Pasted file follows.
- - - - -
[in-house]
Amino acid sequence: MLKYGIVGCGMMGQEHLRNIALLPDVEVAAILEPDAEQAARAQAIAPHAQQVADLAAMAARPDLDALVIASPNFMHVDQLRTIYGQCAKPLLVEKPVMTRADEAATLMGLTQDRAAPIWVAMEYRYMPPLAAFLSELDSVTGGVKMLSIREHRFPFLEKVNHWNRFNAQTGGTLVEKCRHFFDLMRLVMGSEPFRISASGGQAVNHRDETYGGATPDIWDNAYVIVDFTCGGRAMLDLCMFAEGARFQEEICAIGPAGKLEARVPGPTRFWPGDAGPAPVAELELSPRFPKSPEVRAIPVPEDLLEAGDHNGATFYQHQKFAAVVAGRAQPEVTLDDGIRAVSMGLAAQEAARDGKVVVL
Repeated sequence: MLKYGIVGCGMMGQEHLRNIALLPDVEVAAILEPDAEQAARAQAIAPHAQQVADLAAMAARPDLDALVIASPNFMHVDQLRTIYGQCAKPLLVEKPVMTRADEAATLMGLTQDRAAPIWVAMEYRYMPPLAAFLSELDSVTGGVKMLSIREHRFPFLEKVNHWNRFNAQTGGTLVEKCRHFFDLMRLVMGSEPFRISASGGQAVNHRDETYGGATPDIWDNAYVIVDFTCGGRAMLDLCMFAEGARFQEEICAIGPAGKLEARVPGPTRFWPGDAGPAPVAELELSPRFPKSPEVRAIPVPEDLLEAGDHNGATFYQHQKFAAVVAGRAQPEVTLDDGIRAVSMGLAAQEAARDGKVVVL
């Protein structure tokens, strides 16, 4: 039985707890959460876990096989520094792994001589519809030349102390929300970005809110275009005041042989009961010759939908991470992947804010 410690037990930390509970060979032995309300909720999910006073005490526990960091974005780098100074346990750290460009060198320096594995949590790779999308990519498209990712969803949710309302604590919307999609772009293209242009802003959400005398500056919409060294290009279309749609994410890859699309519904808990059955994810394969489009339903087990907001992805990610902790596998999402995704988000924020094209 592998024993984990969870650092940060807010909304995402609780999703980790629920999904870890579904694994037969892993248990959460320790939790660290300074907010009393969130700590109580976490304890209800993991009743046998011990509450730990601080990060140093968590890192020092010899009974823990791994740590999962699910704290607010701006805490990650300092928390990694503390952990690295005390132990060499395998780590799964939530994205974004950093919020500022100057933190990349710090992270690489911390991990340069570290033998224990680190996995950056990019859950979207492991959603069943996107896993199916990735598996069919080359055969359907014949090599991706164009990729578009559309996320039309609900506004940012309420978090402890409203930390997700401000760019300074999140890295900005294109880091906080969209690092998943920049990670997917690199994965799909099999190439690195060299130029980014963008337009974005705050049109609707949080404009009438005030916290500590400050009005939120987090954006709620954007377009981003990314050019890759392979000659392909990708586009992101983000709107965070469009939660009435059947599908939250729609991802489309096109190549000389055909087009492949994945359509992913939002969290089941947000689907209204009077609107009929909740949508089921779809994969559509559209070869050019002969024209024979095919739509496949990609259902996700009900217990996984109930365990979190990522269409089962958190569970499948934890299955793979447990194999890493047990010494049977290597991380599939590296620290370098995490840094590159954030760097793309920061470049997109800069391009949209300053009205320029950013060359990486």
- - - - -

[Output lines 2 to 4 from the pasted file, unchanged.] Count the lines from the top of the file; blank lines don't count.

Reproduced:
Amino acid sequence: MLKYGIVGCGMMGQEHLRNIALLPDVEVAAILEPDAEQAARAQAIAPHAQQVADLAAMAARPDLDALVIASPNFMHVDQLRTIYGQCAKPLLVEKPVMTRADEAATLMGLTQDRAAPIWVAMEYRYMPPLAAFLSELDSVTGGVKMLSIREHRFPFLEKVNHWNRFNAQTGGTLVEKCRHFFDLMRLVMGSEPFRISASGGQAVNHRDETYGGATPDIWDNAYVIVDFTCGGRAMLDLCMFAEGARFQEEICAIGPAGKLEARVPGPTRFWPGDAGPAPVAELELSPRFPKSPEVRAIPVPEDLLEAGDHNGATFYQHQKFAAVVAGRAQPEVTLDDGIRAVSMGLAAQEAARDGKVVVL
Repeated sequence: MLKYGIVGCGMMGQEHLRNIALLPDVEVAAILEPDAEQAARAQAIAPHAQQVADLAAMAARPDLDALVIASPNFMHVDQLRTIYGQCAKPLLVEKPVMTRADEAATLMGLTQDRAAPIWVAMEYRYMPPLAAFLSELDSVTGGVKMLSIREHRFPFLEKVNHWNRFNAQTGGTLVEKCRHFFDLMRLVMGSEPFRISASGGQAVNHRDETYGGATPDIWDNAYVIVDFTCGGRAMLDLCMFAEGARFQEEICAIGPAGKLEARVPGPTRFWPGDAGPAPVAELELSPRFPKSPEVRAIPVPEDLLEAGDHNGATFYQHQKFAAVVAGRAQPEVTLDDGIRAVSMGLAAQEAARDGKVVVL
């Protein structure tokens, strides 16, 4: 039985707890959460876990096989520094792994001589519809030349102390929300970005809110275009005041042989009961010759939908991470992947804010 410690037990930390509970060979032995309300909720999910006073005490526990960091974005780098100074346990750290460009060198320096594995949590790779999308990519498209990712969803949710309302604590919307999609772009293209242009802003959400005398500056919409060294290009279309749609994410890859699309519904808990059955994810394969489009339903087990907001992805990610902790596998999402995704988000924020094209 592998024993984990969870650092940060807010909304995402609780999703980790629920999904870890579904694994037969892993248990959460320790939790660290300074907010009393969130700590109580976490304890209800993991009743046998011990509450730990601080990060140093968590890192020092010899009974823990791994740590999962699910704290607010701006805490990650300092928390990694503390952990690295005390132990060499395998780590799964939530994205974004950093919020500022100057933190990349710090992270690489911390991990340069570290033998224990680190996995950056990019859950979207492991959603069943996107896993199916990735598996069919080359055969359907014949090599991706164009990729578009559309996320039309609900506004940012309420978090402890409203930390997700401000760019300074999140890295900005294109880091906080969209690092998943920049990670997917690199994965799909099999190439690195060299130029980014963008337009974005705050049109609707949080404009009438005030916290500590400050009005939120987090954006709620954007377009981003990314050019890759392979000659392909990708586009992101983000709107965070469009939660009435059947599908939250729609991802489309096109190549000389055909087009492949994945359509992913939002969290089941947000689907209204009077609107009929909740949508089921779809994969559509559209070869050019002969024209024979095919739509496949990609259902996700009900217990996984109930365990979190990522269409089962958190569970499948934890299955793979447990194999890493047990010494049977290597991380599939590296620290370098995490840094590159954030760097793309920061470049997109800069391009949209300053009205320029950013060359990486």